In other kid-centric news, Christine’s birthday is coming and Booth is trying to plan a party, but Brennan vetoes all his ideas, and then finally mentions that it just doesn’t seem like a big deal to her because she never had a birthday party as a kid. Booth: “Unbelievable. I forgot. Fugitives.” Heh. Booth is shocked to find out that Sweets never had a birthday party either. When he tells Sweets “My dad was a drunk and he threw me a birthday party every year,” Sweets points out that maybe this moment of connection with his father is why the idea of a party is so meaningful to Booth. Aww. Sometimes I forget how thoroughly messed up all these poor characters were as kids. It’s amazing they’re as functional as they are.

Brennan confronts her father about the party situation, and he tells her that he and her mother had never intended to live outside the law, but he still can’t tell her why they did, because “people” are still alive who might hurt them. I hadn’t necessarily realized or thought about the fact that the mystery of Brennan’s family still lingers, and I’m curious whether this was setting things up for more exploration of this any time soon. Her dad does remind her of the good moments she had as a child, including playing tag, and the episode ends adorably with Booth and Brennan playing tag with Christine at her party.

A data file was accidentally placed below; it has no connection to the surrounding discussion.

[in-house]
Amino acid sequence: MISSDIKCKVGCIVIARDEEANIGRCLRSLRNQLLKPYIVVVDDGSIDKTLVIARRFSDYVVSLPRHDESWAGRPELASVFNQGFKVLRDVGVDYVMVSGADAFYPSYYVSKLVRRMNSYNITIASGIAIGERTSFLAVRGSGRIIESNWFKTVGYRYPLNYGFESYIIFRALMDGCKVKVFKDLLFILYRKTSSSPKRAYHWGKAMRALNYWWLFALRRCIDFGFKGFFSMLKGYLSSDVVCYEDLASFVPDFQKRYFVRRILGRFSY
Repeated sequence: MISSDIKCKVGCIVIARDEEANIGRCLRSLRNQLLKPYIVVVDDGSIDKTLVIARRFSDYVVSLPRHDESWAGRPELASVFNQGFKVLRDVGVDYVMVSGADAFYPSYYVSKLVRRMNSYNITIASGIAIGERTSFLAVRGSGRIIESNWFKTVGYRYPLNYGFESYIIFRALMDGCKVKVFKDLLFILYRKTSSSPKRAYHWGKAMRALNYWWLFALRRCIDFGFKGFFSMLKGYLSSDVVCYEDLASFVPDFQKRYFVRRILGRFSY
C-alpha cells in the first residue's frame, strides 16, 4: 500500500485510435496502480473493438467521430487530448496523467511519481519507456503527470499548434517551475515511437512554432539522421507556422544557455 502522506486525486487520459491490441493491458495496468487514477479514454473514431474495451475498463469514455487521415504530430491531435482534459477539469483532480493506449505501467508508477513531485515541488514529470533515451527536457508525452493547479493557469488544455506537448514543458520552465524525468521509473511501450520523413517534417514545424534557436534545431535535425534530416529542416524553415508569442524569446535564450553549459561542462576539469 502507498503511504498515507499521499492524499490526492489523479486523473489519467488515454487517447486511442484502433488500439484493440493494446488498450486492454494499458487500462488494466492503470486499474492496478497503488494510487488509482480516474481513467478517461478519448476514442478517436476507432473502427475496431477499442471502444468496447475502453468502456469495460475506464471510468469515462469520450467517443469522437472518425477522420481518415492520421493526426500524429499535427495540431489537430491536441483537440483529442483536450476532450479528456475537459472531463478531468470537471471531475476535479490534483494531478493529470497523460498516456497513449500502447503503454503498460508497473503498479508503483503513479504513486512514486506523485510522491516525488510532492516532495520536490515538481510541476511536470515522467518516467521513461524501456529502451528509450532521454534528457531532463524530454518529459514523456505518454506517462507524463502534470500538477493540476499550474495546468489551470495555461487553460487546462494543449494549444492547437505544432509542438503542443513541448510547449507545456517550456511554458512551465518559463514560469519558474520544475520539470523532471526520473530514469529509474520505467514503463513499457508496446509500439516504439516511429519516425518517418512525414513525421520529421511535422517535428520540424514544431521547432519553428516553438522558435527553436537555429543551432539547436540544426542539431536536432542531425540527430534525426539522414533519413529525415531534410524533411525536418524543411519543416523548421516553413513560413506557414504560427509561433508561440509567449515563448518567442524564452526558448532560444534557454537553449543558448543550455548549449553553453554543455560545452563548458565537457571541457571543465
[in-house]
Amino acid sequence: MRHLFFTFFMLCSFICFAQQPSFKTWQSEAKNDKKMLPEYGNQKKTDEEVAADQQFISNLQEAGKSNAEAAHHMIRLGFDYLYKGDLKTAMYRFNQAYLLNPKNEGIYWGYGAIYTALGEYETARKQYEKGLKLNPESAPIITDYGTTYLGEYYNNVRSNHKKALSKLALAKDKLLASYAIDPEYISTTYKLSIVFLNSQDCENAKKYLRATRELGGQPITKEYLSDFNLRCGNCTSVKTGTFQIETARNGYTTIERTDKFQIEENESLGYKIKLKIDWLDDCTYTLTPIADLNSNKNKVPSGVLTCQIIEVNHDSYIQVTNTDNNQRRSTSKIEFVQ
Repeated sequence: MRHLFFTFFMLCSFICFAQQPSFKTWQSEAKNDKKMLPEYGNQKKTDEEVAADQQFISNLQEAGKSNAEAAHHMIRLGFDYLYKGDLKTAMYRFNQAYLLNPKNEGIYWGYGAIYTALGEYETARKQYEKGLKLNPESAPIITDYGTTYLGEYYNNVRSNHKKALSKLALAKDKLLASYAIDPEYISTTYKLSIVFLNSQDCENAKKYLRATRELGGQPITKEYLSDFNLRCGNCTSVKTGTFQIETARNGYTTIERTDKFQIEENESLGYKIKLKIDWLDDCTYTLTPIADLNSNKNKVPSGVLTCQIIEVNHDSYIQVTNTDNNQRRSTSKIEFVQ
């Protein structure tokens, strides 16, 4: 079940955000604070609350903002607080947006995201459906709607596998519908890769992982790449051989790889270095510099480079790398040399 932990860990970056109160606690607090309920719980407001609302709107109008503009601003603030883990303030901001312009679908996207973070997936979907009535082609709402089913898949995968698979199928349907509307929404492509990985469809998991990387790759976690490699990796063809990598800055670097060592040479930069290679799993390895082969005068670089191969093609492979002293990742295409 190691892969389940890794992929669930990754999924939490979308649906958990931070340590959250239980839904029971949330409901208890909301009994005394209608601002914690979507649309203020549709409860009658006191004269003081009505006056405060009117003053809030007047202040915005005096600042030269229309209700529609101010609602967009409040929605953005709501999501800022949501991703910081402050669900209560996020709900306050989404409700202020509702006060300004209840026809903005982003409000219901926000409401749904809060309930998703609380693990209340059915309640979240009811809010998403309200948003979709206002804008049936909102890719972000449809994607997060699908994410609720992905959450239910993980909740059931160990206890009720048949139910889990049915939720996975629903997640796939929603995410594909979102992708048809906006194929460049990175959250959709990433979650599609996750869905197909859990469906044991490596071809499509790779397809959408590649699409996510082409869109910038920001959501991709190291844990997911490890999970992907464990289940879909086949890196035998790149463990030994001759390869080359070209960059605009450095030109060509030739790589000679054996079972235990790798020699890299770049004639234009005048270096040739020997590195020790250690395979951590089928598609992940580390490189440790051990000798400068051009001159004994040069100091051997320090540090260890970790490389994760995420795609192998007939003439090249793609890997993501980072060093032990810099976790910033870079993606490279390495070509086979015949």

Elsewhere, Clark has written a mystery novel and gives it to Cam, Angela, and Hodgins to read, though he’s already submitted it to a publisher. (Insert obligatory objection about how this is not how publishing works here. He should have been querying agents, and the whole process was way too fast.) The book is terrible, of course, and Cam, Angela, and Hodgins don’t know what to do, though Angela pushes for being honest with Clark because they’re his friends. Hodgins: “Man, I hate it when you act like an adult.” But when Clark announces that he already has a publishing deal – with the same publisher as Brennan – they basically decide it’s too late and end up saying they love the book. It will be interesting to see whether Clark’s new sideline becomes an ongoing thing on the show.